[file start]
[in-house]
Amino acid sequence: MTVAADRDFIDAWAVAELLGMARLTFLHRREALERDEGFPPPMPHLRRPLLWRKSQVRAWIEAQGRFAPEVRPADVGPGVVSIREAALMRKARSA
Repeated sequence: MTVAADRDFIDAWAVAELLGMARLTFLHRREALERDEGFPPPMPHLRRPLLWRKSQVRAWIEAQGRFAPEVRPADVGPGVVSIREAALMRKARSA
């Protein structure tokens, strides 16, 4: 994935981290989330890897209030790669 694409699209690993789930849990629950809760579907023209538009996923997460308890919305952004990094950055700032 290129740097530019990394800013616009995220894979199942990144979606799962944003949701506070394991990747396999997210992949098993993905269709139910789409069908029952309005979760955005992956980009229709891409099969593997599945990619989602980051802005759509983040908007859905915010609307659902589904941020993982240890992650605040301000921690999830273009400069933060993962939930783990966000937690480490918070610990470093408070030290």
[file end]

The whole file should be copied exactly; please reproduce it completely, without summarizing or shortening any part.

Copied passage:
[in-house]
Amino acid sequence: MTVAADRDFIDAWAVAELLGMARLTFLHRREALERDEGFPPPMPHLRRPLLWRKSQVRAWIEAQGRFAPEVRPADVGPGVVSIREAALMRKARSA
Repeated sequence: MTVAADRDFIDAWAVAELLGMARLTFLHRREALERDEGFPPPMPHLRRPLLWRKSQVRAWIEAQGRFAPEVRPADVGPGVVSIREAALMRKARSA
């Protein structure tokens, strides 16, 4: 994935981290989330890897209030790669 694409699209690993789930849990629950809760579907023209538009996923997460308890919305952004990094950055700032 290129740097530019990394800013616009995220894979199942990144979606799962944003949701506070394991990747396999997210992949098993993905269709139910789409069908029952309005979760955005992956980009229709891409099969593997599945990619989602980051802005759509983040908007859905915010609307659902589904941020993982240890992650605040301000921690999830273009400069933060993962939930783990966000937690480490918070610990470093408070030290």